To turn a novel study unit into an engaging learning experience in our ESL classes, we need to choose a book that is motivating, relevant and accessible to our learners’ proficiency level. I often select novels that have universal themes such as overcoming challenges, determination, loyalty, acceptance, identity, courage, heroism, coming of age, power and corruption, and individual versus society because I know that my students will be able to relate to these ideas.
Exploring literary works with English language learners
When teaching a piece of literature, there are some models we might want to consider:
personal growth model
The language and personal growth models are student-centered approaches; therefore, they are more appropriate for ESL classes. These two models help us to expose our learners to language as well as to encourage them to draw on their opinions, feelings, and personal experience. In addition, providing the socio-historical context of any of the assigned novels is also important to help our learners construct meaning.
Using reading journal entries to help learners make personal connections with the text
I admit that I favour the personal growth model. This strategy is extremely easy to implement during independent reading periods if you do not have time to create teaching materials for your chosen text. Plus, it is also a good alternative to boring worksheets that your students might dread completing.
When using reading journal entries, learners simply need a reading journal (a notebook) so that they take notes while reading. Before each reading period, the teacher indicates what learners need to focus on in a particular chapter or section of the novel. These could be: theme, tone, narrative point of view, setting, characters’ values and principles, symbols, character growth, conflict situations, so on and so forth.
However, before requiring my learners to record their reactions, opinions, feelings, and comments based on the above prompts in their reading journal, it is important to show them how to engage with a text in a meaningful way. Learners need to be able to ask the right questions while reading so they critically approach the text and build relationships and connections about a given theme or concept to construct meaning. You may find a helpful response to text guide in my TpT store How-to Guide to Reacting and Responding to Fiction and Nonfiction.
Helping learners to develop high-order thinking skills
For instance, when I was teaching The Outsiders and The Giver, I asked my students to concentrate on the following concepts while reading (See the chart below). I also expected them to form opinions and connect with the text by drawing on their own experience.
Concepts/themes to focus on while reading The Outsiders and The Giver:
The Outsiders - Focus on:
Ponyboy’s relationship with Johnny and his brothers
the differences between the Socks and the greasers
Ponyboy and Johnny hiding
heroism, friendship so on and so forth.
The Giver - Focus on:
the things that are missing from Jonas’s world
the importance of the Ceremony of twelve
the freedom of choice
the concept of the family unit
Jonas’s evolution, so on and so forth.
Although this activity is very easy to implement, yet, in its simplicity, it requires students to complete a quite complex task as they need to show their understanding of the text, think critically, and establish a personal connection with the text by drawing on content knowledge and personal experience.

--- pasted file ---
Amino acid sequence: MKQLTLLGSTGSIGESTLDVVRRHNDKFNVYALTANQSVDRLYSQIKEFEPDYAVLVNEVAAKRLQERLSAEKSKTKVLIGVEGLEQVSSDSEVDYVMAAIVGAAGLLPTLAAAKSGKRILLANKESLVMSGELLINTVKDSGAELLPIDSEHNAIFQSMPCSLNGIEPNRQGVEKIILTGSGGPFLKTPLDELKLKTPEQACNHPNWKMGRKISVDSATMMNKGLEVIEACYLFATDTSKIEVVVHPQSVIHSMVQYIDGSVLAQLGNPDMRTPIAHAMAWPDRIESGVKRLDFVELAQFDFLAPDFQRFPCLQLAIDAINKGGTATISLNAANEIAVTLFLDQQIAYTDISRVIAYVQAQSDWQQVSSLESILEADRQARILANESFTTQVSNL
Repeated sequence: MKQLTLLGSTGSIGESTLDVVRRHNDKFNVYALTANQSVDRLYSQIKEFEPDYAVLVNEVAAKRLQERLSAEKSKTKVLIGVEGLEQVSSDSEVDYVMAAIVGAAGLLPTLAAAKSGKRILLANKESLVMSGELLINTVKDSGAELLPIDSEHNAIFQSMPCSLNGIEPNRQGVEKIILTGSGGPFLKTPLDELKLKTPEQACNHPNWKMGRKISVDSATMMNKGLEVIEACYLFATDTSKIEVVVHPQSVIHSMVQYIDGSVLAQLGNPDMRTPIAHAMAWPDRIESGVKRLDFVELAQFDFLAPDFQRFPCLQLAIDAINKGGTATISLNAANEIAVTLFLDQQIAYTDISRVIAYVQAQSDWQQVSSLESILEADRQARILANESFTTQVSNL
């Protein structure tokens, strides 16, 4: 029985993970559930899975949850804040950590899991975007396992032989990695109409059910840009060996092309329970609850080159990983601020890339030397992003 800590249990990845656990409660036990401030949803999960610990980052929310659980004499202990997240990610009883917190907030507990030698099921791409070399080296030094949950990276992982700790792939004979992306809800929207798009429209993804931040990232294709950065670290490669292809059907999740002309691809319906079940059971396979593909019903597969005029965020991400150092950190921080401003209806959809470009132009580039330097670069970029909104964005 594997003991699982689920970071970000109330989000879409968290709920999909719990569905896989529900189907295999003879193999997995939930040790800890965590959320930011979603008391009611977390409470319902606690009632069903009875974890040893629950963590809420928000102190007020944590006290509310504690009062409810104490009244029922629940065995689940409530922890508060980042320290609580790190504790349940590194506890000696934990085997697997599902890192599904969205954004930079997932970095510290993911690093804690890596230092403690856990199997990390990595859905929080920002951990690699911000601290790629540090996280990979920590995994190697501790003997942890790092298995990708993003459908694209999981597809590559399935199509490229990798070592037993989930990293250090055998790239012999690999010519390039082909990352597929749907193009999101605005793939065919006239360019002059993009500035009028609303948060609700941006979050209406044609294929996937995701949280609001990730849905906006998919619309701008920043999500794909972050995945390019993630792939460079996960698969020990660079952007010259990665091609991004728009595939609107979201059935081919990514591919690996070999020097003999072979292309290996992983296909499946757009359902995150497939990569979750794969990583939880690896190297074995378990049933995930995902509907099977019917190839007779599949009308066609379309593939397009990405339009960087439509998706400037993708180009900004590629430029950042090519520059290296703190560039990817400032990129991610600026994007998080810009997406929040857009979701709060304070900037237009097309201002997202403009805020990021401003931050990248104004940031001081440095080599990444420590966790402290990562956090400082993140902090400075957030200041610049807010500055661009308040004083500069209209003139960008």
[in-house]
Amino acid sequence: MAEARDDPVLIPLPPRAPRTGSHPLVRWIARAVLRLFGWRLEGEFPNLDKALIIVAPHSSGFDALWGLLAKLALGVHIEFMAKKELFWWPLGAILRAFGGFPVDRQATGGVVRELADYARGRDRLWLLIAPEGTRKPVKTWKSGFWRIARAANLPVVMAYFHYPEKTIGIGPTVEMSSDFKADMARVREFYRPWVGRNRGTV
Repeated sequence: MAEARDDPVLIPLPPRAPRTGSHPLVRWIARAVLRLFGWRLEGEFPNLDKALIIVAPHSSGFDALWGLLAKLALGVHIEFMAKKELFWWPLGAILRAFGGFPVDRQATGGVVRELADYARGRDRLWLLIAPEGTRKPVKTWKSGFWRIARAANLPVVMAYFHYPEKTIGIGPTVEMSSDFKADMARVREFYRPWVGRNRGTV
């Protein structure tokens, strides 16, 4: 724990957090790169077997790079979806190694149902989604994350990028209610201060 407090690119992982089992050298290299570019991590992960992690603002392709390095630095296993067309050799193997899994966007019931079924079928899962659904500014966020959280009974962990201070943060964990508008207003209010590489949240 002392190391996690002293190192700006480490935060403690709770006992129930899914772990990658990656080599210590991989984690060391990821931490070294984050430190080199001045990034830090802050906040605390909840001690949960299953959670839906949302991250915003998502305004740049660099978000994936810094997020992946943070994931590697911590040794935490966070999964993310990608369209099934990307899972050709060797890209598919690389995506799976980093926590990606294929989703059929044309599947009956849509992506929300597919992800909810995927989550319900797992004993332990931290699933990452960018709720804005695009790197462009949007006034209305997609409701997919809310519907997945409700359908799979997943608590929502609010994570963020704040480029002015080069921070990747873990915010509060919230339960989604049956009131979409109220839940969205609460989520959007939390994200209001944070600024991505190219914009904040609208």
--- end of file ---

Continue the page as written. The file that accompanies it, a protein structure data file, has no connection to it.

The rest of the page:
To help learners develop higher-order thinking skills during the response process, you may target the following reading skills and strategies:
reading for details
determining vocabulary using context clues
comparing and contrasting
determining character motive
reflecting on reading
Focusing on both language and personal growth models while teaching literature
Although focusing on the personal growth model helps learners develop the skills needed to genuinely connect with the text and reflect on various aspects of the book, we should not neglect the benefit of using the language model to help learners improve their grammar skills, especially in ESL classes.
For instance, I incorporated both the language and personal growth models while teaching The Strange Case of Dr. Jekyll and Mr. Hyde. In order to engage my students in the response process, I included both text-dependent questions to verify comperehension and open-ended questions requiring them to think critically and to form opinions about the characters, situations, and events. Needless to say, teaching grammar in context while reading the novel was a game changer. Not only were learners actively exploring the novel with the help of graphic organizers and various oral interaction and writing activities, but they were also focusing on the usage of past tense, conditional sentences, modal auxiliaries, adjectives, and degrees of comparison.
If you love teaching The Strange Case of Dr. Jekyll and Mr. Hyde as much as I do, you might like to take a look at this classroom-tested unit here: Dr. Jekyll and Mr. Hyde Novel Study Guide with Answer Key.
Teaching the response process is not difficult, but it takes time. I have successfully implemented this reading strategy in ESL classes where learners were used to completing reading comprehension questions without knowing how to connect with the text. For years, I’ve been committed to developing and implementing effective reading strategies to improve my learners’ performance, and I have managed to reach this goal by offering direct instruction (modelling) and plenty of opportunities to practise. If you are looking for a hands-on resource to have your learners pactise the active reading model, you can download my free Active Reading Strategy Task Cards and Worksheets from my TpT store by clicking here.